Omega 3 and Macular Degeneration

Byron's Comments:

Omega 3 oils such as DHA are an important nutrient for basic eye health at all ages.

Study Title:

A High Omega-3 Fatty Acid Diet Reduces Retinal Lesions in a Murine Model of Macular Degeneration.

Study Abstract:

Age-related macular degeneration (AMD) is one of the leading cause of blindness among the elderly; however, current therapy options are limited. Epidemiological studies have shown that a diet that is high in -3 polyunsaturated (n-3) fatty acids can slow disease progression in patients with advanced AMD. In this study, we evaluated the effect of such a diet on the retinas of Ccl2–/–/Cx3cr1–/– mice, a model that develops AMD-like retinal lesions that include focal deep retinal lesions, abnormal retinal pigment epithelium, photoreceptor degeneration, and A2E accumulation. Ccl2–/–/Cx3cr1–/– mice that ingested a high n-3 fatty acid diet showed a slower progression of retinal lesions compared with the low n-3 fatty acids group. Some mice that were given high levels of n-3 fatty acids had lesion reversion. We found a shunted arachidonic acid metabolism that resulted in decreased pro-inflammatory derivatives (prostaglandin E2 and leukotriene B4) and an increased anti-inflammatory derivative (prostaglandin D2). We also measured lower ocular TNF- and IL-6 transcript levels in the mice fed a diet of high n-3 fatty acids. Our findings in these mice are in line with human studies of AMD risk reduction by long-chain n-3 fatty acids. This murine model provides a useful tool to evaluate therapies that might delay the development of AMD.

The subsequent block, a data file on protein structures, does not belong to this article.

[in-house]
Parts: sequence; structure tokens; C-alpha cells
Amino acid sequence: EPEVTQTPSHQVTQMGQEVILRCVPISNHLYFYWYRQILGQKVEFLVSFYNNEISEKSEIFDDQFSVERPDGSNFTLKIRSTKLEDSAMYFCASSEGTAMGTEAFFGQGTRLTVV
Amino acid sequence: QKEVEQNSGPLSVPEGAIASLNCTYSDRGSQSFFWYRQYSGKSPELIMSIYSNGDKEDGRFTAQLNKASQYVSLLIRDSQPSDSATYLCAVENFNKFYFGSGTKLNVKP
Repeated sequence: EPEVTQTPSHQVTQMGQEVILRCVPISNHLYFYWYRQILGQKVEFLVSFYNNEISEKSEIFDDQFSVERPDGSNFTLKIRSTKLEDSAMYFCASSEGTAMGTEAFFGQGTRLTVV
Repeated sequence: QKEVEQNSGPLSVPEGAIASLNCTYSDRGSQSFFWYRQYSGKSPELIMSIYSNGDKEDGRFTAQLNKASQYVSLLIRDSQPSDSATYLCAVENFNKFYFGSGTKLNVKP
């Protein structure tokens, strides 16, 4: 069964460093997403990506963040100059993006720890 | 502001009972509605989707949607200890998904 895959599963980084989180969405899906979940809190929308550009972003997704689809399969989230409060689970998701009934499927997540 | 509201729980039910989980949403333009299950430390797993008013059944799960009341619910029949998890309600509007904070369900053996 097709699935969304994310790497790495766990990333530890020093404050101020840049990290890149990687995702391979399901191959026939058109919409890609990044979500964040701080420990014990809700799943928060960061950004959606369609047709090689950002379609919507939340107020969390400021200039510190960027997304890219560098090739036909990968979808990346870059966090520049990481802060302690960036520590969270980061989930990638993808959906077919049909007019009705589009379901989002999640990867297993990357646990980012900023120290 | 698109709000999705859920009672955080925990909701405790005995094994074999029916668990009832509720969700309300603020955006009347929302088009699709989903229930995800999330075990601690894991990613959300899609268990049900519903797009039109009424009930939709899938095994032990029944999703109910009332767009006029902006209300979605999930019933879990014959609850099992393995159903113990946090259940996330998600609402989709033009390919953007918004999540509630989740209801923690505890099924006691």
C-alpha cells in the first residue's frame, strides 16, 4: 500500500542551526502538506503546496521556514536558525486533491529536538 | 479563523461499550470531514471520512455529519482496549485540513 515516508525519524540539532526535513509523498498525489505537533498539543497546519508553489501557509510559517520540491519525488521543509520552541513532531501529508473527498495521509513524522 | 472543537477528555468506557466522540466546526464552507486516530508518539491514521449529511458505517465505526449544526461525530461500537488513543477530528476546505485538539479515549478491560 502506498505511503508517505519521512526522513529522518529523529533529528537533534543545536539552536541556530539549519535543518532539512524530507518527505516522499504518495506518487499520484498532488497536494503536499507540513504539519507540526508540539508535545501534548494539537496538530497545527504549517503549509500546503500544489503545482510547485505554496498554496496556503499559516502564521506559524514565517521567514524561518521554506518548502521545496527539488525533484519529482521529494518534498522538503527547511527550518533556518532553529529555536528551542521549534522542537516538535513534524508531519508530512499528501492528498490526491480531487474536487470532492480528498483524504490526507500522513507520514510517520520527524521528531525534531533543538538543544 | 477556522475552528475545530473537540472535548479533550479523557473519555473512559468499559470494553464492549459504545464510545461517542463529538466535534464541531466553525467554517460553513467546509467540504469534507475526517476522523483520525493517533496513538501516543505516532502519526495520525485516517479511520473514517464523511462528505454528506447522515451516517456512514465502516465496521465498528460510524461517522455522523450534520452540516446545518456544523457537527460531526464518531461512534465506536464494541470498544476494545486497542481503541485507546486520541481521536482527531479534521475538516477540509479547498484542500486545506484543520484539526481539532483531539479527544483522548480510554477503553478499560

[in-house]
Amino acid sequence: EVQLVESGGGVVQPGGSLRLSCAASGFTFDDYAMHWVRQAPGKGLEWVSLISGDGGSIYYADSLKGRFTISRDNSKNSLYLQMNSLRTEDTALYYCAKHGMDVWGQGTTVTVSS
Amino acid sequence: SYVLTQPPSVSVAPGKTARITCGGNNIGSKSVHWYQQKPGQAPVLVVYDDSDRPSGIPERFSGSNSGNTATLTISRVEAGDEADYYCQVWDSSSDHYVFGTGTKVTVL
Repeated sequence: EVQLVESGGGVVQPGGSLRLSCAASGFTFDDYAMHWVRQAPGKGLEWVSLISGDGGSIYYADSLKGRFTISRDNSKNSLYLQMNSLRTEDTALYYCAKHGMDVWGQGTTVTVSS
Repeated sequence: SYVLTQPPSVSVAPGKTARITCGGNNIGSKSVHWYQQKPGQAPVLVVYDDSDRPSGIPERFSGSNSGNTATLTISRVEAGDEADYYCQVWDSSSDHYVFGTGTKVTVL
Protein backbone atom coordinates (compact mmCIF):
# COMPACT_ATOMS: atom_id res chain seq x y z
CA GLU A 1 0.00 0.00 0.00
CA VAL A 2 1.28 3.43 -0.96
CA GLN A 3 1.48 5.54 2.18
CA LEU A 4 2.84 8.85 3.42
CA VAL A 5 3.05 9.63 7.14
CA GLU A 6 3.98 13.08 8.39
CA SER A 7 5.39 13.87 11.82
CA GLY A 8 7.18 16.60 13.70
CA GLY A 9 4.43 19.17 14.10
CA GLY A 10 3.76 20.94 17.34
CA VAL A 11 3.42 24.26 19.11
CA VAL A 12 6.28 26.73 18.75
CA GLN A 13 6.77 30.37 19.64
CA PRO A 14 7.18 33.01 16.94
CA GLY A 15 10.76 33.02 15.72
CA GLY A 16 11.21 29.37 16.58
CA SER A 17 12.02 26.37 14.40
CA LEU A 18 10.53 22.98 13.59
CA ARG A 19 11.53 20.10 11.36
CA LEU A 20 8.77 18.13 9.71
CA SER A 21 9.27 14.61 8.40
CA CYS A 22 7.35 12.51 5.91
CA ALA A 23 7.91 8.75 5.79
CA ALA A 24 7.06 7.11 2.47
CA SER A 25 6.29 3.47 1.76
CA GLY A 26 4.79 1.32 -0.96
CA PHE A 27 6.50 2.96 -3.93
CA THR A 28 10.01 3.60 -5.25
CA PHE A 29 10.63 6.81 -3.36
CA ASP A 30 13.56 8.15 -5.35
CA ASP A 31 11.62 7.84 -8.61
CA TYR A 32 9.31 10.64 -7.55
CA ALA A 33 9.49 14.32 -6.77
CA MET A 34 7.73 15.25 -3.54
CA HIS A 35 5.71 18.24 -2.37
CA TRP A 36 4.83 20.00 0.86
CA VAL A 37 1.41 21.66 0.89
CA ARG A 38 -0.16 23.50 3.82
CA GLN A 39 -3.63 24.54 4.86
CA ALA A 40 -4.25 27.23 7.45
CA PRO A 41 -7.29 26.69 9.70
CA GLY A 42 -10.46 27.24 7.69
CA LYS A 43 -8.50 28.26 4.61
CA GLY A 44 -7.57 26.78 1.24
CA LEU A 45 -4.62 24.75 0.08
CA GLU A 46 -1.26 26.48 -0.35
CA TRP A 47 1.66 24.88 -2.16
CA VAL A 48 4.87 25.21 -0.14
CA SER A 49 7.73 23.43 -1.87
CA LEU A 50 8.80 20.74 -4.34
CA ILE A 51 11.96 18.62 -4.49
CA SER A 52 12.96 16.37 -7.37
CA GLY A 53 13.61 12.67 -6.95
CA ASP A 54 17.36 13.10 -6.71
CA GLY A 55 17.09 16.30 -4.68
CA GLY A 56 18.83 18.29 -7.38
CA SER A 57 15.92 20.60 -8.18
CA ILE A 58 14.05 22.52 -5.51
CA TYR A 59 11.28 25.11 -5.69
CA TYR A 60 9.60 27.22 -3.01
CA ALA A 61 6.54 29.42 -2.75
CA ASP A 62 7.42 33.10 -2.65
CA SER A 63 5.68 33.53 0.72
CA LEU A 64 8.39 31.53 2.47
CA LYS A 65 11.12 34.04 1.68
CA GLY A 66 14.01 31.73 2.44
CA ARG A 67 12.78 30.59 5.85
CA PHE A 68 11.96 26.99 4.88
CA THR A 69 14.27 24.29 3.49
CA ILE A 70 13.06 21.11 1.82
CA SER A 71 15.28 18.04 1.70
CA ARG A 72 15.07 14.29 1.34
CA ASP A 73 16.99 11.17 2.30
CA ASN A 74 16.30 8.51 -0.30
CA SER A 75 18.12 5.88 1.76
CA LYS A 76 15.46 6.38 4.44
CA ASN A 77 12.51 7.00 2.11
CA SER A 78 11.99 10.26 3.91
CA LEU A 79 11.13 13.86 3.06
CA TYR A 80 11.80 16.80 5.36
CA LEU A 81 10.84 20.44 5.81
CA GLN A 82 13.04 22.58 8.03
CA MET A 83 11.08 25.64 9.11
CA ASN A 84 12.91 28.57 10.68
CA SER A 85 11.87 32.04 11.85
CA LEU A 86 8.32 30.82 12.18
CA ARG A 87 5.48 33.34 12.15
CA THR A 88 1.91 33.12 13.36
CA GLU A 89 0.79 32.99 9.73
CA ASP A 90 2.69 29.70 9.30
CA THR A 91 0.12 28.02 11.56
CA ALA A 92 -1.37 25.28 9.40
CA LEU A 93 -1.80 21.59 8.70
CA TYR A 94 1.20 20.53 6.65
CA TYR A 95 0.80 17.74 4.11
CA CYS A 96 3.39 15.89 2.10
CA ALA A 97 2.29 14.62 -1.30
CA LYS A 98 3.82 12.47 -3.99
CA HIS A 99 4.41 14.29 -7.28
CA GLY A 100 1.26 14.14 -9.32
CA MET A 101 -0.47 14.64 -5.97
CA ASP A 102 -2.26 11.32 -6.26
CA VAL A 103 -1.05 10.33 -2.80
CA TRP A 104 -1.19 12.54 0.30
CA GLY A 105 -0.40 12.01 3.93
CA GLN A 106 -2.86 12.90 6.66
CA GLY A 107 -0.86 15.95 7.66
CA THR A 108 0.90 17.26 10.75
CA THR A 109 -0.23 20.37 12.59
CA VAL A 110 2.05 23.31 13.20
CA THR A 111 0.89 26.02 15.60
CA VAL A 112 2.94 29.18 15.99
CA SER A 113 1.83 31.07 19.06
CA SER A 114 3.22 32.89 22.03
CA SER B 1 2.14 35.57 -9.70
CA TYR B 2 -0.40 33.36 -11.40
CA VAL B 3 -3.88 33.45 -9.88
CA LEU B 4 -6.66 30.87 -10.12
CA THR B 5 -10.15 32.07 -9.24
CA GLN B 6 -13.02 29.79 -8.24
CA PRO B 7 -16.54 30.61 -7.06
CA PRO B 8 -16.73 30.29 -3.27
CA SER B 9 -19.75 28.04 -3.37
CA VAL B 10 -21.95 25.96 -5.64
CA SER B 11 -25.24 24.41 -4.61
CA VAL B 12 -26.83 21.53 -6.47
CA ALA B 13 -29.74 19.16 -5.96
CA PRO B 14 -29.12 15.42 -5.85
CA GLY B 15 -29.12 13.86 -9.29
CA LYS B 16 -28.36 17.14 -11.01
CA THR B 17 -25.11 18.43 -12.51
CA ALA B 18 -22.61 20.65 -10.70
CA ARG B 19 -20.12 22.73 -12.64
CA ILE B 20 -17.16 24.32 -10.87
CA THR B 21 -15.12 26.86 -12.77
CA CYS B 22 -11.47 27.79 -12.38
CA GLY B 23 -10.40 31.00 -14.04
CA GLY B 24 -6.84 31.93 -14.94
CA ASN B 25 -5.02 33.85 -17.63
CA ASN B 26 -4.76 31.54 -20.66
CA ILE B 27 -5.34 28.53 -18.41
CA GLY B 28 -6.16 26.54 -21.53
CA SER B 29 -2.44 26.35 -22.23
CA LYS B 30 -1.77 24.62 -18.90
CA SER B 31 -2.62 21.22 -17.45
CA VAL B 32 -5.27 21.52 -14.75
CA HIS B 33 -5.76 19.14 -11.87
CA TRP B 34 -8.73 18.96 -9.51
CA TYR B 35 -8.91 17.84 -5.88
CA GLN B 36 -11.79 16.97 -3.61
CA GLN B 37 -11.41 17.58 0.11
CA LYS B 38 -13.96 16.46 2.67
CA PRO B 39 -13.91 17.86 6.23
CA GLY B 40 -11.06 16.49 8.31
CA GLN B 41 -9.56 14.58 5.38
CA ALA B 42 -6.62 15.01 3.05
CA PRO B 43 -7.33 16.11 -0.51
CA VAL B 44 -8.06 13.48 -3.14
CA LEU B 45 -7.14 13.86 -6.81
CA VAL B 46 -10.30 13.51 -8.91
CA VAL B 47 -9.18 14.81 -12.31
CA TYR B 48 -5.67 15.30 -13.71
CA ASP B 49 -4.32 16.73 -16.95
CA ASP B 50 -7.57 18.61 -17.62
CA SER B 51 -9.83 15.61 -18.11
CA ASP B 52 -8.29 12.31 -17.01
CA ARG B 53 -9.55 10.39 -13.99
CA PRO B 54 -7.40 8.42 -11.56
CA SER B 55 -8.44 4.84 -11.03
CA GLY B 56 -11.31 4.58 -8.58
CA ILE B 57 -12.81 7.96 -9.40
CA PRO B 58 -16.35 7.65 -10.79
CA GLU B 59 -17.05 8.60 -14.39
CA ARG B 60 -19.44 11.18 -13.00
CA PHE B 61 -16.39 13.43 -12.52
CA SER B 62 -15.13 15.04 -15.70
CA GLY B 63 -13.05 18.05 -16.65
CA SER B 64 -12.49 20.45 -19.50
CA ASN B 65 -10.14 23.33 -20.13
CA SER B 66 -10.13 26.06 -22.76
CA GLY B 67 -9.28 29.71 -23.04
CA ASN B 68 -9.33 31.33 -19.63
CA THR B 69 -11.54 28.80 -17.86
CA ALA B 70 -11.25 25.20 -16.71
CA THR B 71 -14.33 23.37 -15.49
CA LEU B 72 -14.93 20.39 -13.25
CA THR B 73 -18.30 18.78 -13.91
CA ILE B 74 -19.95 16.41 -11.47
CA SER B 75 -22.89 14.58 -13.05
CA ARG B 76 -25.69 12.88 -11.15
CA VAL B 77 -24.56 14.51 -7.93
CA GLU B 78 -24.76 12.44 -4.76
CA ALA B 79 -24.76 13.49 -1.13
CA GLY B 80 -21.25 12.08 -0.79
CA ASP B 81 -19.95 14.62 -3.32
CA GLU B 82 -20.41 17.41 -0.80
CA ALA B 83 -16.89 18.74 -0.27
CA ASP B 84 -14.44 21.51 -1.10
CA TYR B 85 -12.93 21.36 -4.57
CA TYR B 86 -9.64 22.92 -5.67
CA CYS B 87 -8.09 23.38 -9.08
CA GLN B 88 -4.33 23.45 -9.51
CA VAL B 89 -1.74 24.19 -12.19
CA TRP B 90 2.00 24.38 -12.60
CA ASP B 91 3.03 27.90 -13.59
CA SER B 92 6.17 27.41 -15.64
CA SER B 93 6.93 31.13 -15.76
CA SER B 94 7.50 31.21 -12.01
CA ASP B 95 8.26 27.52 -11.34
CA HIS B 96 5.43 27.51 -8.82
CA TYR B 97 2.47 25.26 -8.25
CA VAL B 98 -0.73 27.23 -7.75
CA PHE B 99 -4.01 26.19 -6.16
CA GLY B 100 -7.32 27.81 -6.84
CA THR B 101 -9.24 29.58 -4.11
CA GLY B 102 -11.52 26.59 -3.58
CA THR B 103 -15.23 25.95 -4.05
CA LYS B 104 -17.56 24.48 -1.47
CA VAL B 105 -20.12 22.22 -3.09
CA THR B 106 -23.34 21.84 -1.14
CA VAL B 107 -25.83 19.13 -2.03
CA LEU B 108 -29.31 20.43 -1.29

From press release:

Current research suggests that a diet high in omega-3 fatty acids may help prevent one of the leading causes of legal blindness among the elderly. The related report by Tuo et al, “A high omega-3 fatty acid diet reduces retinal lesions in a murine model of macular degeneration,” appears in the August 2009 issue of the American Journal of Pathology.

Age-related macular degeneration (AMD), loss of vision in the center of the visual field (macula) due to retinal damage, is one of the leading causes of legal blindness among the elderly. Approximately 10% of people from 66 to 74 years of age will develop some level of macular degeneration, making it difficult for them to read or even recognize faces.

A diet high in omega-3 fatty acids has been found to protect against a variety of diseases including atherosclerosis and Alzheimer’s disease. Retrospective studies have suggested that diets high in fish oil or omega-3 fatty acids may also contribute to protection against AMD. A group led by Dr. Chi-Chao Chan at the National Eye Institute in Bethesda, MD examined the direct effect of omega-3 fatty acids on a mouse model of AMD. A diet with high levels of omega-3 fatty acids resulted in slower lesion progression, with improvement in some lesions. These mice had lower levels of inflammatory molecules and higher levels of anti-inflammatory molecules, which may explain this protective effect.

Tuo et al suggest that “a diet enriched in EPA and DHA can ameliorate the progression of retinal lesions in their mouse model of AMD” and that “the results in these mice are in line with the epidemiological studies of AMD risk reduction by long chain n-3 fatty acids.” The results “further provide the scientific basis for the application of omega-3 fatty acids and their biologically active derivatives in the prevention and treatment of AMD.” In future studies, Dr. Chan and colleagues plan to use this murine model “to evaluate [other] therapies that might delay the development of AMD.” Their ongoing projects include the “testing of systematic delivered pharmacochaperones and antioxidative molecules, as well as intraocularly delivered gene therapies.”

Study Information:

Jingsheng Tuo, Robert J. Ross, Alexandra A. Herzlich, Defen Shen, Xiaoyan Ding, Min Zhou, Steven L. Coon, Nahed Hussein, Norman Salem, Jr and Chi-Chao Chan. A High Omega-3 Fatty Acid Diet Reduces Retinal Lesions in a Murine Model of Macular Degeneration. American Journal Of Pathology 2009 July 
National Institutes of Health, Bethesda, Maryland.




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